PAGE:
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SCU report highlights need for affordable housing


Brigid Veale
4 April 2006
The lack of affordable housing for older people and people with disabilities is a growing problem which needs urgent attention throughout the Mid North Coast, according to a report completed by Southern Cross University's Professor of Aged Services.

Professor Cartwright, the director of the Aged Services Learning and Research Collaboration and BCU Chair of Aged Services, launched the report, funded by the NSW Department of Housing and Enterprise and Training Company (ETC), in Coffs Harbour today (April 4).

"Already there is some difficulty for older people to find rental housing that is suitable and affordable. At the moment 13 to 15% of people hit retirement age having never owned their own home and that's only going to get higher," Professor Cartwright said.

The report outlines a number of recommendations to address the housing shortage in the five local government areas of Coffs Harbour, Bellingen, Hastings, Kempsey and Nambucca.

"The top end of the market will always be well catered for. What we are talking about is people who don't have the funds to go into a retirement village or who cannot afford to maintain their family home due to increasing land values," Professor Cartwright said.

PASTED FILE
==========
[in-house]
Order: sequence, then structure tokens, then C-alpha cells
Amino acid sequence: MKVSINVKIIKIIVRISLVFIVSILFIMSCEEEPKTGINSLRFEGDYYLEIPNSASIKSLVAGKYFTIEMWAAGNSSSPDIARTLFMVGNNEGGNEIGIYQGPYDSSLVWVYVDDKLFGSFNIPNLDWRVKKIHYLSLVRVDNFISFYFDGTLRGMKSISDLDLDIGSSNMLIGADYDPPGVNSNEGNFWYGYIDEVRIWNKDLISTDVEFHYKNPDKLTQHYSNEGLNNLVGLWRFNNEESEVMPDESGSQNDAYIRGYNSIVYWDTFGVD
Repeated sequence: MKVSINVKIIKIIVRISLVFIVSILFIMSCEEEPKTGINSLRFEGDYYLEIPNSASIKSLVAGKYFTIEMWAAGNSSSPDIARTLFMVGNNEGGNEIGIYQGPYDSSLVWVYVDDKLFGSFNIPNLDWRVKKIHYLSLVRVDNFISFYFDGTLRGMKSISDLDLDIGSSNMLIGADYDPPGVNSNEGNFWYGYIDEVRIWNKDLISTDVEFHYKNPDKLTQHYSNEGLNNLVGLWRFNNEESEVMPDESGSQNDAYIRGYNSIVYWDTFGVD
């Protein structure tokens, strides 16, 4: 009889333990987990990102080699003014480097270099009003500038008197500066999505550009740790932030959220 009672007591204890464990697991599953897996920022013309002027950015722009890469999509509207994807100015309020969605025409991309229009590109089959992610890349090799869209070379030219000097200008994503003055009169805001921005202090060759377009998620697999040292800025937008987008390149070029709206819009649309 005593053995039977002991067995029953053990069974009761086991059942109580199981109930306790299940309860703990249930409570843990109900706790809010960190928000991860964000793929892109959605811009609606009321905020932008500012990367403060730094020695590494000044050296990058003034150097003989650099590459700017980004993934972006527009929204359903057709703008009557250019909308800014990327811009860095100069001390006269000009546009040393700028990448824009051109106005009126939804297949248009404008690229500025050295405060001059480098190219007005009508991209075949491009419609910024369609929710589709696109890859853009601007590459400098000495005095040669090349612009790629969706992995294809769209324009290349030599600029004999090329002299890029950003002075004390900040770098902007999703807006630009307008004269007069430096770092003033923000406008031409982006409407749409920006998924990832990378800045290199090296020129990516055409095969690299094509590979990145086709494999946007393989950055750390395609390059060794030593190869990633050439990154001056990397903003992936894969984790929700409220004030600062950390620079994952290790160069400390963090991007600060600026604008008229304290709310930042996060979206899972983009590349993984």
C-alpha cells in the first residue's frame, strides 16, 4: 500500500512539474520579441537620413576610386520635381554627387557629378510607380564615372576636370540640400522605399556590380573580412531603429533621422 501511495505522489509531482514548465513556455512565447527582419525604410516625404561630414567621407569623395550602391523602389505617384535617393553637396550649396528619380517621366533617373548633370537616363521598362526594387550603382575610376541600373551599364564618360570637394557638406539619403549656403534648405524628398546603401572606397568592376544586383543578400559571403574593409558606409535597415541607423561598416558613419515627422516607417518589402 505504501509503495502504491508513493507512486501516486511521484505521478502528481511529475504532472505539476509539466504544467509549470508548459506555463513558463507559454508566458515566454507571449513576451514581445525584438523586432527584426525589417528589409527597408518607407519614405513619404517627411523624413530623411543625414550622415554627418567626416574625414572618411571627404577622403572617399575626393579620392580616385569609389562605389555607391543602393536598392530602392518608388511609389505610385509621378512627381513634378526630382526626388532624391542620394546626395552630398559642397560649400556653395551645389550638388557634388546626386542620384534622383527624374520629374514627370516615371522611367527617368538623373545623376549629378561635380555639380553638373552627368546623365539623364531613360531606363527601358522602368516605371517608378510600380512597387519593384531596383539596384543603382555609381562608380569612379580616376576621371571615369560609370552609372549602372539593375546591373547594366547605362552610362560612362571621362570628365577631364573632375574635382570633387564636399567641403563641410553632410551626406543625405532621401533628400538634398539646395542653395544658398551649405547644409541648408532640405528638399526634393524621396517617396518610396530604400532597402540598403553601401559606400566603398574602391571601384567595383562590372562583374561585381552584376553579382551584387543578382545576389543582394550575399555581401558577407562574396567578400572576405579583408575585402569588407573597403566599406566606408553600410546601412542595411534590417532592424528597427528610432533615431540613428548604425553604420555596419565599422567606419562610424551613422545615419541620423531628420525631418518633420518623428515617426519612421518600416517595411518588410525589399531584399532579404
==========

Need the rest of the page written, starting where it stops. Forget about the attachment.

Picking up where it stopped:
"If a person has reached 65 and they've never owned a home they will never be a in a position to do so."

She said there was an urgent need for more rental housing, incorporating adaptable housing principles, to be built for older people and people with disabilities.

"The older people I surveyed said they didn't want to live out of town. They all said they wanted to be close to the city so they could walk to the shops, the doctor or the library. They also don't want to be clustered all together and should be spread throughout the community.

"The design of the houses is also very important. Houses should be adaptable, suitable, accessible and affordable."

The report recommends that joint ventures between organisations such as ETC and the Department of Housing be investigated throughout the region. Developers could also be encouraged to consider joint venture arrangements.

Mr George Ilk, chief executive officer of ETC, said the information from the report would help shape the future of affordable housing projects within our region.

"As an organisation focused on assisting the wider community, ETC is pleased to be able to contribute to the Mid North Coast region by joining the Department of Housing and Southern Cross University in this vital regional initiative," Mr Ilk said.

The report also calls for councils to develop a contributions plan to require a percentage of all new development to be allocated to affordable housing.

"This requirement must be even more stringent where developments reduce existing affordable housing stocks, for example in places such as the Jetty and Park Beach in Coffs Harbour," Professor Cartwright said.

"This region already has a higher percentage of people aged over 60 and people with disabilities than the rest of the State and this is estimated to increase dramatically in the next 10 years. We need to ensure that we provide affordable and appropriate housing for everyone in the community."

Photo: Professor Colleen Cartwright, centre, discusses the report with Pauline McKenzie, Department of Housing regional manager (left) and Jan Strom, chair of ETC.